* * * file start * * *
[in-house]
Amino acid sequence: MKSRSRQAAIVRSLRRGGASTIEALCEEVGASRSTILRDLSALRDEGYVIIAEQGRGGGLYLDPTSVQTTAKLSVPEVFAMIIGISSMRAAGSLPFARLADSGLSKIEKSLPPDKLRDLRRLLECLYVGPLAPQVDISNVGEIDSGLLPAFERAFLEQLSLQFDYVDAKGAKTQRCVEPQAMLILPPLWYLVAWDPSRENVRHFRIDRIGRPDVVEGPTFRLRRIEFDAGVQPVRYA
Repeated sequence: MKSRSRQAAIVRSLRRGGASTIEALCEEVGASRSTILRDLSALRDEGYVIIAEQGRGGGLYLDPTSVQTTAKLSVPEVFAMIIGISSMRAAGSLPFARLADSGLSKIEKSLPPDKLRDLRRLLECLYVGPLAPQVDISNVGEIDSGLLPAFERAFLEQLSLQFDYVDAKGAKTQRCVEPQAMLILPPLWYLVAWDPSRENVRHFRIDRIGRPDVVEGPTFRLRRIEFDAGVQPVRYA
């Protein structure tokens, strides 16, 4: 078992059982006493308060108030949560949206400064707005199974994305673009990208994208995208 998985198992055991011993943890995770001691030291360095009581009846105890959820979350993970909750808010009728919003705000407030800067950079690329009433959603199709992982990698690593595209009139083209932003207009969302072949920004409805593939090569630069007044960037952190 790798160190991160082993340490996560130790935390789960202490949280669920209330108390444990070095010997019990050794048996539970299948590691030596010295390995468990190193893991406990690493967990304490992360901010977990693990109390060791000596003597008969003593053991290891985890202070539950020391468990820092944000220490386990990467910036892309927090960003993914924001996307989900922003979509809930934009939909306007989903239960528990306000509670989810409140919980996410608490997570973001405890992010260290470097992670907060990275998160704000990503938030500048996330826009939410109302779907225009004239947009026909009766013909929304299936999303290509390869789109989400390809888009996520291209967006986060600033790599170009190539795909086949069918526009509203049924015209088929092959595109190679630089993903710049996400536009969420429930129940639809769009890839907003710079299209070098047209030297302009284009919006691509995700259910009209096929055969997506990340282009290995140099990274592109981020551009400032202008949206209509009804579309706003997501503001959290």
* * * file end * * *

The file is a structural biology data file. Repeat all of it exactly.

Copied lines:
[in-house]
Amino acid sequence: MKSRSRQAAIVRSLRRGGASTIEALCEEVGASRSTILRDLSALRDEGYVIIAEQGRGGGLYLDPTSVQTTAKLSVPEVFAMIIGISSMRAAGSLPFARLADSGLSKIEKSLPPDKLRDLRRLLECLYVGPLAPQVDISNVGEIDSGLLPAFERAFLEQLSLQFDYVDAKGAKTQRCVEPQAMLILPPLWYLVAWDPSRENVRHFRIDRIGRPDVVEGPTFRLRRIEFDAGVQPVRYA
Repeated sequence: MKSRSRQAAIVRSLRRGGASTIEALCEEVGASRSTILRDLSALRDEGYVIIAEQGRGGGLYLDPTSVQTTAKLSVPEVFAMIIGISSMRAAGSLPFARLADSGLSKIEKSLPPDKLRDLRRLLECLYVGPLAPQVDISNVGEIDSGLLPAFERAFLEQLSLQFDYVDAKGAKTQRCVEPQAMLILPPLWYLVAWDPSRENVRHFRIDRIGRPDVVEGPTFRLRRIEFDAGVQPVRYA
């Protein structure tokens, strides 16, 4: 078992059982006493308060108030949560949206400064707005199974994305673009990208994208995208 998985198992055991011993943890995770001691030291360095009581009846105890959820979350993970909750808010009728919003705000407030800067950079690329009433959603199709992982990698690593595209009139083209932003207009969302072949920004409805593939090569630069007044960037952190 790798160190991160082993340490996560130790935390789960202490949280669920209330108390444990070095010997019990050794048996539970299948590691030596010295390995468990190193893991406990690493967990304490992360901010977990693990109390060791000596003597008969003593053991290891985890202070539950020391468990820092944000220490386990990467910036892309927090960003993914924001996307989900922003979509809930934009939909306007989903239960528990306000509670989810409140919980996410608490997570973001405890992010260290470097992670907060990275998160704000990503938030500048996330826009939410109302779907225009004239947009026909009766013909929304299936999303290509390869789109989400390809888009996520291209967006986060600033790599170009190539795909086949069918526009509203049924015209088929092959595109190679630089993903710049996400536009969420429930129940639809769009890839907003710079299209070098047209030297302009284009919006691509995700259910009209096929055969997506990340282009290995140099990274592109981020551009400032202008949206209509009804579309706003997501503001959290």